# A to Z of Excel Functions: The MOD Function

11 July 2022

*Welcome back to our regular A to Z of Excel Functions blog. Today we look at the MOD function. *

**The MOD function**

The **MOD** function, **MOD(number, divisor)**, returns the remainder after the **number** (first argument) is divided by the **divisor** (second argument). The result has the same sign as the **divisor**.

For example, 9 / 4 = 2.25, or 2 remainder 1. **MOD(9,4)** is an alternative way of expressing this, and hence equals one [1] also. Note that the 1 may be obtained from the first calculation by (2.25 – 2) x 4 = 1, *i.e.* in general:

**MOD(n, d) = n – d * INT(n / d)**,

where **INT()** is the integer function in Excel.

**Uses of MOD**

This function has various uses and I provide three common examples below:

**Obtaining “residuals”:**in some instances in modelling, you need the integer part of a number,*e.g*. how many payments fall between two dates may calculate as 9.94 – but that’s nonsense. In this instance, you would have only made nine payments,*i.e*.**INT(9.94)**.

Similarly, you might want to accrue the fee for payments not yet made. Using**MOD(9.94,1)**= 0.94,*i.e.*the number after the decimal place. Note that 9.94 –**INT(9.94)**gives the same result here; the**MOD**approach is simply shorter**Calculations at regular time intervals:**consider tax payments as an example. Many companies make tax payments quarterly (*i.e*. once every three months). If we assume these payments are made in March, June, September and December then we can formulate the payment as**IF(MOD(month_number)=0, make_payment, 0)**,*etc.*

**Summing every nth row:**it is not uncommon for users to want to sum every**n**th cell (*e.g*. second, third, fourth,…) in a spreadsheet. Excel has no standard function which will do this, but**MOD**can come to the rescue. For example, the array formula

**{=SUM(IF(MOD($E$19:$E$48,$G$13)=0,$F$19:$F$48,0))}**

was used in cell **H53** in the following example:

Arrays using large ranges can cause calculations to slow down considerably. This is why I used a counter rather than the volatile **ROW()** function (volatile functions calculate each time you press **ENTER** or **F9**).

**Care with MOD (1): Minor Inaccuracies**

If accuracy is vital, be careful with **MOD** as it may give very slightly erroneous results:

The result for **MOD** in cell **G17** might seem inconsequential, but imagine you were making calculations based on **MOD(number, divisor)=0**. In this case, **MOD** would not equal zero [0] and the calculation would not work.

This issue tends to occur more commonly when working with non-integers.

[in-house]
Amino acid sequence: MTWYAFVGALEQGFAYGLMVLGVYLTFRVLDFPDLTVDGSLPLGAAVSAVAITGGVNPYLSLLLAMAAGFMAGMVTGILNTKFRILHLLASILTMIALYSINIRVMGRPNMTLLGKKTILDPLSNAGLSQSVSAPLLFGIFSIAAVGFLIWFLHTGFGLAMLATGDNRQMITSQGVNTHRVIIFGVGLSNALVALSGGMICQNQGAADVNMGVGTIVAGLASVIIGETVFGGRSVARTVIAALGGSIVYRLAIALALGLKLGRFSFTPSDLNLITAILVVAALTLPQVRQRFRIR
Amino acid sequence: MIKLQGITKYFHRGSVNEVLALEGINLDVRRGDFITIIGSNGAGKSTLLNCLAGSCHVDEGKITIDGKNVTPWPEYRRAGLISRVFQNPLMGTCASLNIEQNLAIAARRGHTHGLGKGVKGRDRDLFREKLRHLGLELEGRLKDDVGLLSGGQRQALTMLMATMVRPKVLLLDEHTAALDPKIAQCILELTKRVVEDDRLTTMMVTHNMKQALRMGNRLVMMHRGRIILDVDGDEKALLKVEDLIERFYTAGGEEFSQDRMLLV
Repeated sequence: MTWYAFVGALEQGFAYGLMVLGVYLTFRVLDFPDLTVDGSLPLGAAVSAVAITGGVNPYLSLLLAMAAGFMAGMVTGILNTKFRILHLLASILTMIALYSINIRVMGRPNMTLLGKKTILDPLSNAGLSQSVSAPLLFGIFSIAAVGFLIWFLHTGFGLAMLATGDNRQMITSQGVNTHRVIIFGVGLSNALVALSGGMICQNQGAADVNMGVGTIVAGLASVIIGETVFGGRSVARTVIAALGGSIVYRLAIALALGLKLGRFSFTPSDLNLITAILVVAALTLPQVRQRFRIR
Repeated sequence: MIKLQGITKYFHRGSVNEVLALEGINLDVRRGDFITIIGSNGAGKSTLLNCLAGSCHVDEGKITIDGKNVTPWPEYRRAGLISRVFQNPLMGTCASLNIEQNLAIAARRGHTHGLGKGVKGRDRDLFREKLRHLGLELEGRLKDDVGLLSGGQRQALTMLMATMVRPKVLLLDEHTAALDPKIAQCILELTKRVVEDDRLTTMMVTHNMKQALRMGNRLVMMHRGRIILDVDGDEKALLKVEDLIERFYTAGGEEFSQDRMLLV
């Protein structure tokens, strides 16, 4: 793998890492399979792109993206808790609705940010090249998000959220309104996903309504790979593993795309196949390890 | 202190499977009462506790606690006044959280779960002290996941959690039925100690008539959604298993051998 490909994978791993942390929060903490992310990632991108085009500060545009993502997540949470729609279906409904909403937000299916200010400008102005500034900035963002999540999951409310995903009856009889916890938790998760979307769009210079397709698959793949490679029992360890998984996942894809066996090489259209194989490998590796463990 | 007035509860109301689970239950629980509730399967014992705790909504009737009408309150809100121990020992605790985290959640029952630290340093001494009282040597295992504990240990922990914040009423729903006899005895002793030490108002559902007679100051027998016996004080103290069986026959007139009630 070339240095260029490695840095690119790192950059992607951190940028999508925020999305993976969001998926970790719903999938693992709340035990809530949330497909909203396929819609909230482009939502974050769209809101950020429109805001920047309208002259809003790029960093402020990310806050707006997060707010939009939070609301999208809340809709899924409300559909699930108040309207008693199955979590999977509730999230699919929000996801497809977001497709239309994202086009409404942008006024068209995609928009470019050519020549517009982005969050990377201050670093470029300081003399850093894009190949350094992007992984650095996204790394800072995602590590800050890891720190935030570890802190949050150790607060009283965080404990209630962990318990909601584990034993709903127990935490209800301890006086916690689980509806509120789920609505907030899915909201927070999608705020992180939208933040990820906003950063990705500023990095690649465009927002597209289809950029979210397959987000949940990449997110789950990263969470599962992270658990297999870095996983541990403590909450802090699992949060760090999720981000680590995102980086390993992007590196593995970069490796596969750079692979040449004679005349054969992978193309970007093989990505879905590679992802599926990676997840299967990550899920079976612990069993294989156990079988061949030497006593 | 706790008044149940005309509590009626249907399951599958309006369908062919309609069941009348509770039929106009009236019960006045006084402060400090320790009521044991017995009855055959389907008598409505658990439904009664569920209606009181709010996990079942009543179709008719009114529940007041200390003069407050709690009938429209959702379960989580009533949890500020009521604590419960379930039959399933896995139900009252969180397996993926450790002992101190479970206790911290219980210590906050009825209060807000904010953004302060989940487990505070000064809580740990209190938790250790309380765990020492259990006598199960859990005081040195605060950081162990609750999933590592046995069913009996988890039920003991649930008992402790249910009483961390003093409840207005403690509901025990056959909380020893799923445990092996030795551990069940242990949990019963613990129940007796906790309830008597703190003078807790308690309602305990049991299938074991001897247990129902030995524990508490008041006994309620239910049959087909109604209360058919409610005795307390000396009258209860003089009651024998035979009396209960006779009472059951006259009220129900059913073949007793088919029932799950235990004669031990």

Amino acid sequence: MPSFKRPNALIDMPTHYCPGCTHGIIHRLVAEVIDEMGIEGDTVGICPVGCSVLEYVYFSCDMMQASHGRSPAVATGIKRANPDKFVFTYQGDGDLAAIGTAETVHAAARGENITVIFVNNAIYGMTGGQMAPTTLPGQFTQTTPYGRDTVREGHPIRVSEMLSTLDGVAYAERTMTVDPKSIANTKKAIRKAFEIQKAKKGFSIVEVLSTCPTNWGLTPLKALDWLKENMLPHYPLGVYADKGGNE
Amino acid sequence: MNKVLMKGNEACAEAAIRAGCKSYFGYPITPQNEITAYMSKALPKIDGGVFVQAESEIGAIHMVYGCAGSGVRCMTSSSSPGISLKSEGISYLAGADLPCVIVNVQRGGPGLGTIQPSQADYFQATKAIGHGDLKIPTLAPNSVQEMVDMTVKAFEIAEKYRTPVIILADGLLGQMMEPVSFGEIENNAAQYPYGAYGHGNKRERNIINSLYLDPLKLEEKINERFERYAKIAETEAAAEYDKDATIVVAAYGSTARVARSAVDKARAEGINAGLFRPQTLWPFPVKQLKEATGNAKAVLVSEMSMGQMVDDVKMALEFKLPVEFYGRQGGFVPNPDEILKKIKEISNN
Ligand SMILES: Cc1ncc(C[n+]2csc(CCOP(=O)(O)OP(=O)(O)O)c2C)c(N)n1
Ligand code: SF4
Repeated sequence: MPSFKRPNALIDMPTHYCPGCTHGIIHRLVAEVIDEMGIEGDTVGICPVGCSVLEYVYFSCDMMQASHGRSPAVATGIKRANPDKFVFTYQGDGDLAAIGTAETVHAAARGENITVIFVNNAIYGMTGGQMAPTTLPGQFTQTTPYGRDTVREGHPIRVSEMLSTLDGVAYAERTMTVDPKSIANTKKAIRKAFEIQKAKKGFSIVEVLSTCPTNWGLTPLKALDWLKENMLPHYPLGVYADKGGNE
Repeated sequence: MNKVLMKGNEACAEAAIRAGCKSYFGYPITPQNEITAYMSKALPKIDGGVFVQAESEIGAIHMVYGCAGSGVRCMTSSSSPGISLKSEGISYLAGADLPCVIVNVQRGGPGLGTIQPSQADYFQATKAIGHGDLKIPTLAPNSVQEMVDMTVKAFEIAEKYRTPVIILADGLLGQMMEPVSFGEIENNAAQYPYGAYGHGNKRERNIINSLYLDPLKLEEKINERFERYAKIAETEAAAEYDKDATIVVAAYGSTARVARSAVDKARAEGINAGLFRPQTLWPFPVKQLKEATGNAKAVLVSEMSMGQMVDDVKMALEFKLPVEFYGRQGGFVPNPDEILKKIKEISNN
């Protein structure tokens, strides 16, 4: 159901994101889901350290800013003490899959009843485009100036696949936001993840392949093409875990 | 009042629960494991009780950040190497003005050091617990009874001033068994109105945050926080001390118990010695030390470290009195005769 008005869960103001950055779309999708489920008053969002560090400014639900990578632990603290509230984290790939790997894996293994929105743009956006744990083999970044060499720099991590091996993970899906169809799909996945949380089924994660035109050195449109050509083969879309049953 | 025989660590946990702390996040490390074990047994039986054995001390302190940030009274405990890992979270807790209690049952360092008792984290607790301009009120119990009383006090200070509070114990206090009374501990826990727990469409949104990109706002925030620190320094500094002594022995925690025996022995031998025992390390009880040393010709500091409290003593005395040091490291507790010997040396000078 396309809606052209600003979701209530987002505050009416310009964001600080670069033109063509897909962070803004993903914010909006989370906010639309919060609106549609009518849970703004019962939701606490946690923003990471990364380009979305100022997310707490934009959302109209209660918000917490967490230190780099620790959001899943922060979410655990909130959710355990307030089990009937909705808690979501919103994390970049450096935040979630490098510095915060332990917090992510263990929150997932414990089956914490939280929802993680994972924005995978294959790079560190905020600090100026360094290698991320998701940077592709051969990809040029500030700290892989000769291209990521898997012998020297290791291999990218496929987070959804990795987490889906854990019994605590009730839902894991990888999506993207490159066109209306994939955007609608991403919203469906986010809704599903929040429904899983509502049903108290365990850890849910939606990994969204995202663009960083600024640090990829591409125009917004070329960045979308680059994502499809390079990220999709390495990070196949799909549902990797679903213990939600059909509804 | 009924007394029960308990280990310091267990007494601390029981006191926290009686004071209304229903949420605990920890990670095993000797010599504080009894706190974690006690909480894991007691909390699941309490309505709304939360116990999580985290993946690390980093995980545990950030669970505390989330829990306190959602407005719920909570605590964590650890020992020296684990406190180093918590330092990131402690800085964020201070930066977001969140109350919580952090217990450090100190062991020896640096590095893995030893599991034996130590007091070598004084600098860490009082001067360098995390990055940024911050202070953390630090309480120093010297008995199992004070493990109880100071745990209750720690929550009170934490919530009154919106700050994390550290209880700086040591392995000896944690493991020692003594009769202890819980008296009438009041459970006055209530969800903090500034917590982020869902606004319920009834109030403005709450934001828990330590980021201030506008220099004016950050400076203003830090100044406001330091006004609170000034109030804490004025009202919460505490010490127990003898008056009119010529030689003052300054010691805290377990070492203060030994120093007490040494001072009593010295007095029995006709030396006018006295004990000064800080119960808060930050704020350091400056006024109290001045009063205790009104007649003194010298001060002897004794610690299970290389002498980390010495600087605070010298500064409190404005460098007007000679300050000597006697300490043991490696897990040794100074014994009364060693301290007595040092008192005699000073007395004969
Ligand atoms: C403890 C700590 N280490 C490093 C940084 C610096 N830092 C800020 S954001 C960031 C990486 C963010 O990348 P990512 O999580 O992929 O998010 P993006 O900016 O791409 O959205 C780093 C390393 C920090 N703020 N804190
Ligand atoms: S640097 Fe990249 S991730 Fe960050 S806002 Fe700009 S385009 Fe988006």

The problem here isn’t really **MOD**. Calculations are performed in binary [1,0] format and most floating point numbers have no exact binary representation (just as 1/3 has no exact decimal representation). In this instance, 10 times the binary approximation to 622.2 is

6222.0000000000004547....

*i.e.* you may need to use the **ROUND(number, number_of_digits)** as part of your formula too.

**Care with MOD (2): #NUM! Errors**

If the number is 134,217,728 (2^{27}) times greater or more than the divisor this gives rise to an *#NUM!* error, *viz*.

Some texts suggest that you could use the formula

**=MOD(MOD(number, 134217728*divisor), divisor)**

This will solve for larger numbers much larger than the limit for **MOD**, but theoretically will hit the same problem when the number being evaluated reaches 134,217,728*134,217,728***divisor**. For most uses, this is limit is large enough that it will never be reached, but I suggest sticking with Microsoft’s recommended solution which is calculating the “longhanded” result as illustrated above (cell **G24**).

**Care with MOD (3): Positives and Negatives**

When using the **MOD** function with one negative number and the expected result is the **numerator**, **MOD(9,-10)** returns -1, whereas you could argue the correct result should be 9:

Note that the longhand approach also gives a result of -1. Microsoft explains that this approach has been taken deliberately in order to be consistent with the dBase **MOD** function.

If you always need **MOD** to deliver a value of **x** where 0 ? **x** < **divisor**, then use the adjusted formula:

**=IF(MOD(number, divisor)<0, ABS(divisor) + MOD(number, divisor))**.

*And Finally…*

In summary, I suppose you can say that **MOD** does cause division amongst financial modellers!

*We’ll continue our A to Z of Excel Functions soon. Keep checking back – there’s a new blog post every business day.*

*A full page of the function articles can be found* *here. *